Small Research Grants (SRGs) of between £10,000 and £25,000 are our primary research funding vehicle. Although we offer Larger Research Grants (LRGs), most researchers (including less established researchers) will make use of the SRGs to support their work.
SRGs can fund research assistance, data collection and/or purchase, and potentially research stipends/teaching buyouts (if sufficiently justified). Grants also support travel to field sites, even when secondary data is utilised. We view this kind of travel (with the possibilities for field visits and conversations with policy makers) as particularly important for researchers who lack prior experience in the countries that they intend to study. Please note that cost effectiveness and value for money are important evaluation criteria and submitted budgets must adhere to the SRG Budget Guidelines, available at the bottom of this page.
Research may focus on broad systemic patterns and processes of structural transformation and growth for low- and middle-income countries, in a comparative sense across time or space, or more narrowly defined topics related to one or more of our research themes. Other areas of interest may not fit cleanly into any of the themes but are centrally relevant to STEG and are also encouraged.
STEG is also focused around three cross-cutting issues that are simultaneously relevant to many areas of structural transformation, including the six research themes: gender, climate change and the environment, and inequality and inclusion. Research proposals speaking to these issues will receive particular consideration.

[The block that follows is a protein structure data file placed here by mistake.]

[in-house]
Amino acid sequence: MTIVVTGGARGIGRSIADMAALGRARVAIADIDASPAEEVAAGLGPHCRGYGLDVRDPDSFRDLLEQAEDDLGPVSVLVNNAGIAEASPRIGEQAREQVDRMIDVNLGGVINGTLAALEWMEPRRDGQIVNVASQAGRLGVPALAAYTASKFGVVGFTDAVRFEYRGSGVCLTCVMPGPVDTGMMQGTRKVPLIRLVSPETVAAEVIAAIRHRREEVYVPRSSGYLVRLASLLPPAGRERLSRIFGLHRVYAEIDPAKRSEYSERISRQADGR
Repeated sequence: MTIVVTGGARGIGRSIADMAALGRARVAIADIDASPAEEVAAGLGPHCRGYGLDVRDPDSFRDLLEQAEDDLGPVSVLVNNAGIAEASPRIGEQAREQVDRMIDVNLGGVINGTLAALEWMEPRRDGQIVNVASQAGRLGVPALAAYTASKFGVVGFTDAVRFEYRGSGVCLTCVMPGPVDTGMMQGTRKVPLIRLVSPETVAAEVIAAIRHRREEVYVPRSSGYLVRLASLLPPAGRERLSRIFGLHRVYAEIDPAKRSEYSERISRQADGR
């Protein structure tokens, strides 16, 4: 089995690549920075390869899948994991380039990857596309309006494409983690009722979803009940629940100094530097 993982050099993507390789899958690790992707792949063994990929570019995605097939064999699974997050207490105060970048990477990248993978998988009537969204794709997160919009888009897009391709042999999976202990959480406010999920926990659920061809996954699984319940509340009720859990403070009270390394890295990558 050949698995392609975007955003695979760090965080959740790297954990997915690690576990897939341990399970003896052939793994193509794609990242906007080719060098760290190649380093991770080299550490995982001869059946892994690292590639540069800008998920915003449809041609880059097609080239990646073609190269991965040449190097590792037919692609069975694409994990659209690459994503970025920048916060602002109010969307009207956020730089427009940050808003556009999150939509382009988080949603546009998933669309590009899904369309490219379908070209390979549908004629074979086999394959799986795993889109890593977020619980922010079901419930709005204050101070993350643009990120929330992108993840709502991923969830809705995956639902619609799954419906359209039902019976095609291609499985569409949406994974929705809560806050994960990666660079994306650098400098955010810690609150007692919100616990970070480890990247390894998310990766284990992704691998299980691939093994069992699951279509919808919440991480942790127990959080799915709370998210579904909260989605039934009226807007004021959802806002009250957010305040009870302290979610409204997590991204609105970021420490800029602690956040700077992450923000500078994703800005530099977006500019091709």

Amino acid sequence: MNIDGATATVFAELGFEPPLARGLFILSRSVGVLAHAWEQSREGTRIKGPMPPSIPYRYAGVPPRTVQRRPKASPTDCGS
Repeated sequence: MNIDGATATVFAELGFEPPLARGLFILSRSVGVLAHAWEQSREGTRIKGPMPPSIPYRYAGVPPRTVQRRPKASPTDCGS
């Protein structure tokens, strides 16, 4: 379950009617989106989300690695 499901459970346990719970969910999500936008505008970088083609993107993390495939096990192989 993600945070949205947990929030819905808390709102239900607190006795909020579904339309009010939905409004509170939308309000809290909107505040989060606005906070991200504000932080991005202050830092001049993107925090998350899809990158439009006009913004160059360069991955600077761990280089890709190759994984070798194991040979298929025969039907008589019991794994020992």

More information on research themes and cross-cutting issues can be found in upcoming Research Strategy, available at the bottom of this page.
Country and Policy Relevance
Please note that an important criterion for funding of proposals is the relevance to policy in low-income countries, particularly in sub-Saharan Africa. Proposals focused on middle- and/or high-income countries need to make a clear case for the relevance of the research to policy in specific low-income countries. Proposals are also evaluated on the extent to which the research findings (including those from comparative work or from studies in other geographies) might be relevant to policy in specific sub-Saharan countries.
All funded projects, regardless of location, will have to discuss within their final report and research note (see SRG Applicant Guide, available at the bottom of this page) the potential lessons for policymakers in low-income and sub-Saharan countries.
We welcome applications to our SRG calls from researchers all over the world. There are currently no restrictions based upon nationality or where researchers are employed.
Principal investigators applying to SRG calls should currently have a PhD or be enrolled in a PhD programme. In exceptional circumstances, we will consider applications submitted by principal investigators who do not fit these criteria, however, they must be able to demonstrate a history of high-quality academic and/or policy-relevant research. Although there are no formal qualification requirements for co-investigators, co-investigators on STEG-funded projects usually have a PhD or are enrolled in a PhD programme. The knowledge, expertise, and qualifications of the entire research team will be taken into account when evaluating the proposal.
We welcome submissions from PhD students/candidates to our regular SRG calls. For all PhD students acting as principal investigators, we require a letter of support from your PhD supervisor no later than two weeks after the deadline. A PDF of the letter can be sent to the STEG Team at [email protected].